National Volunteer Week in the United States was first established in 1974 by President Richard Nixon.
Later, in 1989, the entirety of April was designated National Volunteer Month. Like the Virginia Living Museum itself, National Volunteer Week has expanded exponentially over the years since its founding, and today it is estimated that close to seventy million Americans donate some of their time each year.
In 2019, National Volunteer Week runs from April 7th to April 13th, which is right around the corner, and the Virginia Living Museum staff looks forward to doing our part to appreciate and recognize the work of hundreds of talented, loyal volunteers! This year’s theme for the Virginia Living Museum Volunteer Appreciation Week is going to be “Animated Films,” and everyone in the Volunteer Services department is already excited to see what other departments are planning!
There are many opportunities for volunteering at the Living Museum during any month of the year, from handling live animals at the Touch Tank to working outside on the Dinosaur Discovery Trail. This summer we have an incoming exhibit, Shark Zone, which will include a replica shark cage, a fossil dig pit, and even a second touch tank featuring live sharks! Whatever exhibit or department a volunteer works with, the best experiences in volunteering often come from interactions with the public. To that end, I’ll close today’s entry with a story from long-time volunteer Jim H. on a day when the museum was busy with excited young school groups:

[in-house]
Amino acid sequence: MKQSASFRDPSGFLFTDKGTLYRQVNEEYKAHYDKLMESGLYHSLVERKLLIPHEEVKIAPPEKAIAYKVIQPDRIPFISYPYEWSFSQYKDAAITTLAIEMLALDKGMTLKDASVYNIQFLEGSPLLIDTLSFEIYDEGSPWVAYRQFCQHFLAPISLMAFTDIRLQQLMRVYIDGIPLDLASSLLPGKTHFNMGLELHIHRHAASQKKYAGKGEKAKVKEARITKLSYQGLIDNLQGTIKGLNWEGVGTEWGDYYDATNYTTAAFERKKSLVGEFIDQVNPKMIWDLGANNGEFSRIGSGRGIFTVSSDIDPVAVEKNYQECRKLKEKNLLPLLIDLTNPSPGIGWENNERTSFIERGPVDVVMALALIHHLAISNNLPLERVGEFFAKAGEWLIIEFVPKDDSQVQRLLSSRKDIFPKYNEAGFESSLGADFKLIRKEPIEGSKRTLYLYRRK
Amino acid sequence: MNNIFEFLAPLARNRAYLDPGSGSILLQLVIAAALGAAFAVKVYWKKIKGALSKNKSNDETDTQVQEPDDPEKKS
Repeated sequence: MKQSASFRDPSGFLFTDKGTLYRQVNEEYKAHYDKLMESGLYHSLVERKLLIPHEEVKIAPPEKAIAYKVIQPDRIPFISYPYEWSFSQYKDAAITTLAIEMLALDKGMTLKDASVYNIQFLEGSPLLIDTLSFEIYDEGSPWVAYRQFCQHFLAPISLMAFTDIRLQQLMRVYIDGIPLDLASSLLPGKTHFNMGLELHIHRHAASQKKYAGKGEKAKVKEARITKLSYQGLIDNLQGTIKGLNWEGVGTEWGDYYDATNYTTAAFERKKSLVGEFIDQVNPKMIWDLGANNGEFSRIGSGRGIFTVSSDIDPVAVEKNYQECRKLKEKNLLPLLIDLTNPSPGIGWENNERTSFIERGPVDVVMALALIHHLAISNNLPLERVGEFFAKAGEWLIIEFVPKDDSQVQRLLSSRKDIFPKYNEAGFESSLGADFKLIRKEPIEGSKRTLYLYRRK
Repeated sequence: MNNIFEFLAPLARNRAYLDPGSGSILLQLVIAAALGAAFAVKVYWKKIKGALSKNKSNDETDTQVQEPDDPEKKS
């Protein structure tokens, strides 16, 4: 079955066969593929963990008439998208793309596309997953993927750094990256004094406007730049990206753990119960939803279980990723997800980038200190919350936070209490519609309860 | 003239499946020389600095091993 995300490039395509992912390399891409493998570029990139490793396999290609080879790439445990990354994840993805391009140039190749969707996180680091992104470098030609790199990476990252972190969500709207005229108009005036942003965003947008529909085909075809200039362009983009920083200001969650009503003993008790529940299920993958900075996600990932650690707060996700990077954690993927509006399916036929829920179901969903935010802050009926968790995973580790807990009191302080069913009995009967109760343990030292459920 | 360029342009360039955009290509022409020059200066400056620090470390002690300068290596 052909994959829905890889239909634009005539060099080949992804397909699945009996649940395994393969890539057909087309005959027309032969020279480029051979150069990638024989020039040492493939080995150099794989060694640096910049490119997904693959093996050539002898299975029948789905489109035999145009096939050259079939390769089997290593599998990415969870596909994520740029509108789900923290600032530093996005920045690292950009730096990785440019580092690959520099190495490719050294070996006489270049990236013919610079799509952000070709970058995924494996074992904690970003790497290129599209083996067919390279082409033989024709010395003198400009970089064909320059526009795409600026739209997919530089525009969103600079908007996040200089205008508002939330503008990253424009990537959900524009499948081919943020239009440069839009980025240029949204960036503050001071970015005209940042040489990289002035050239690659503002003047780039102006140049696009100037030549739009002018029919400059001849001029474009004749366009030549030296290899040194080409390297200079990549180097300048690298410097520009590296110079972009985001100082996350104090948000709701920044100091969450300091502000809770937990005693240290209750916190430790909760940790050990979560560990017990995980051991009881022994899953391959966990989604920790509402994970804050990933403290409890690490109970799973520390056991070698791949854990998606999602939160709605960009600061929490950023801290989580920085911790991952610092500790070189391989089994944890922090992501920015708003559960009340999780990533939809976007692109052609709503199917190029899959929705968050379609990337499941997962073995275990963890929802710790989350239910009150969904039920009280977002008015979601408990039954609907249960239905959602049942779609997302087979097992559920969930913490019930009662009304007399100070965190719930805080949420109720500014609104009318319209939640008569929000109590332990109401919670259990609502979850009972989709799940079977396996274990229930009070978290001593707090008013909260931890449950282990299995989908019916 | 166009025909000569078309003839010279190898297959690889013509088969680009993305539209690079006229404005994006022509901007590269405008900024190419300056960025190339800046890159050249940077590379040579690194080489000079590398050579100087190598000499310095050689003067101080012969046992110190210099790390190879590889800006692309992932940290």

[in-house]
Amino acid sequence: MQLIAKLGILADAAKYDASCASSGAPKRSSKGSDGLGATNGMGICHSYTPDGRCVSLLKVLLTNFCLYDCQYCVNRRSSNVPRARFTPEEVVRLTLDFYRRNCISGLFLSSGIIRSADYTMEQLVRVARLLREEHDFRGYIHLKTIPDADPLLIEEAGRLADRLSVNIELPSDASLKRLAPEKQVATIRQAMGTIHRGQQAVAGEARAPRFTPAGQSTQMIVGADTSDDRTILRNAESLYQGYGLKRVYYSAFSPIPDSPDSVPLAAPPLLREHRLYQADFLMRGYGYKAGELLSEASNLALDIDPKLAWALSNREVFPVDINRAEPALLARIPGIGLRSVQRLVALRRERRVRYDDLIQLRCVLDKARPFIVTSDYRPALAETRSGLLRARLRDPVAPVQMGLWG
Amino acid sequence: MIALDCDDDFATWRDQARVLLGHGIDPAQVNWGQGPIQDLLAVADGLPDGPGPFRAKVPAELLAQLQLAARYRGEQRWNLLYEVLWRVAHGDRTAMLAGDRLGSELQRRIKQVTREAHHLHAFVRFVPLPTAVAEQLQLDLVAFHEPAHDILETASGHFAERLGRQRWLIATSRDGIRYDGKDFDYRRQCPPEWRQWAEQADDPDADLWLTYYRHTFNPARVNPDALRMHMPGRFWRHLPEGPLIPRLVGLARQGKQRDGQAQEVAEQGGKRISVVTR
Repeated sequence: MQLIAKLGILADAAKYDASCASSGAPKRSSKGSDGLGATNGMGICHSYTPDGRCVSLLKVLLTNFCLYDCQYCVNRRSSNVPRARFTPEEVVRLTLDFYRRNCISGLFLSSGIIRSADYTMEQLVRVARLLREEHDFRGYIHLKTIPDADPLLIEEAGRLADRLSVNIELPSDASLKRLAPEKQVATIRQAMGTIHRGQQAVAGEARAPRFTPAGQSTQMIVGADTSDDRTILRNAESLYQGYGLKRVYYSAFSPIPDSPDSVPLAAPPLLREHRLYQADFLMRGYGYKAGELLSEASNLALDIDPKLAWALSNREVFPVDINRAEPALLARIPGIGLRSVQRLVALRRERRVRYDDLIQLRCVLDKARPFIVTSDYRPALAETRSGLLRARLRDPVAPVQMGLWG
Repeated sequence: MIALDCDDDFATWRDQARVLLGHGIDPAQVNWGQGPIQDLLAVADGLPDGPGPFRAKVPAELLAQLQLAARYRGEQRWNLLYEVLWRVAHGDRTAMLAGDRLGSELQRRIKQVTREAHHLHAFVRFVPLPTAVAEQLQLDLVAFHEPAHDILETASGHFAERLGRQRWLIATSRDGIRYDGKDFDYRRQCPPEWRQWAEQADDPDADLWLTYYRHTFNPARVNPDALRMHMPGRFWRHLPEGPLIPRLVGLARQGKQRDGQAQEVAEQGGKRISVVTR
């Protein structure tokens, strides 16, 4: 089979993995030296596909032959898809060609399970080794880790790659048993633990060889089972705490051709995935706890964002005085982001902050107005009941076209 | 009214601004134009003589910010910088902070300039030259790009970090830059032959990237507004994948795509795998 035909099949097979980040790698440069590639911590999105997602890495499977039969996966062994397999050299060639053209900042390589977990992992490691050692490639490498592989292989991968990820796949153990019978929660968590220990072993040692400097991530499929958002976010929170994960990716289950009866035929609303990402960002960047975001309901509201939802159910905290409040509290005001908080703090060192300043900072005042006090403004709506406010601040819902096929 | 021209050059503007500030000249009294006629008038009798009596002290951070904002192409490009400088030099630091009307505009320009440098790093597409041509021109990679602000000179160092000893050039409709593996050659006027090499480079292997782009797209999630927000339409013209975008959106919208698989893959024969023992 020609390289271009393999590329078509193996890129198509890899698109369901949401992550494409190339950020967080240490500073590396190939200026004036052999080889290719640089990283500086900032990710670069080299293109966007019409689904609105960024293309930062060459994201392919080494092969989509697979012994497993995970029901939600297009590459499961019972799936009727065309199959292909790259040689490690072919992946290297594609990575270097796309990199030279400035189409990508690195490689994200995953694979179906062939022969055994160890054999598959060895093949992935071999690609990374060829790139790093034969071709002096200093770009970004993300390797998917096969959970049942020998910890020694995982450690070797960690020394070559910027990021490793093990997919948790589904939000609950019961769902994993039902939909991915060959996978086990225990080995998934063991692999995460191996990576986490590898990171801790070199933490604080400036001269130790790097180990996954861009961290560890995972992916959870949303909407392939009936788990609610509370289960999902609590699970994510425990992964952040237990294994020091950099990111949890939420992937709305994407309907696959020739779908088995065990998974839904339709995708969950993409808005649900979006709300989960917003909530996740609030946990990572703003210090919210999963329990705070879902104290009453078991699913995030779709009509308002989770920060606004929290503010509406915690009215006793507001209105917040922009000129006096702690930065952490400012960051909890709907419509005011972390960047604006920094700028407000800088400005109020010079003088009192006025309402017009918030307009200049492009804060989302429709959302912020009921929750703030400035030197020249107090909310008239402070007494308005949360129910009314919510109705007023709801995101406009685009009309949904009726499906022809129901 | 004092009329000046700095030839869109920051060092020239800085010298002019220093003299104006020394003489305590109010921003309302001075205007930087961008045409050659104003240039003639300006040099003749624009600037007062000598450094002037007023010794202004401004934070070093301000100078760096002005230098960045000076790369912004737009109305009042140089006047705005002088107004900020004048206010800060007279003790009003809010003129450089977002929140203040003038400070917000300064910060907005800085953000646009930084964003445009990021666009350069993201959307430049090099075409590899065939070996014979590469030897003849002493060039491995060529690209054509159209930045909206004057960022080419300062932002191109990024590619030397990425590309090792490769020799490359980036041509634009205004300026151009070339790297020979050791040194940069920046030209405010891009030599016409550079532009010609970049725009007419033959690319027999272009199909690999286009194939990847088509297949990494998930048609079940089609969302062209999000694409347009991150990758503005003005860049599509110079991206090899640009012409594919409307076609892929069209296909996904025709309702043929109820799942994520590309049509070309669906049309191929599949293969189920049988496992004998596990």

One group of children were standing in front of the Bald Eagles when I walked up. I squatted down so I could be on their level (not an easy thing for an old man to do) and, as I was telling the kids about the eagles, I felt a little hand tentatively grabbing my left hand, winding up clutching two fingers. As I stood, I saw a young girl, around 6 or 7 years old, holding my fingers. She smiled but did not say anything. She barely came up to my waist, and I must have looked to her like the Jolly Green Giant. A little boy of the same age asked me, “Are you her Popa (which I assume meant Grandpa)?”
“No,” I answered, “I’m just a friend.” Another little girl in the group then asked me, “Can you be my friend too?” Before I could respond, the little girl holding my fingers said quickly and very loudly, “No! Get your own friend!”
So, I was led around for several minutes by my newly-found friend. I never knew her name, but she asked about every single bird in the outdoor aviary. When the group headed back inside the museum, I told her that I had to stay outside. She didn’t hesitate a moment, dropped my fingers and grabbed those of one of the chaperones. I watched as the group walked away. I hope that their memories of their visit to VLM are as happy as mine. ~Jim
Jim H. Volunteer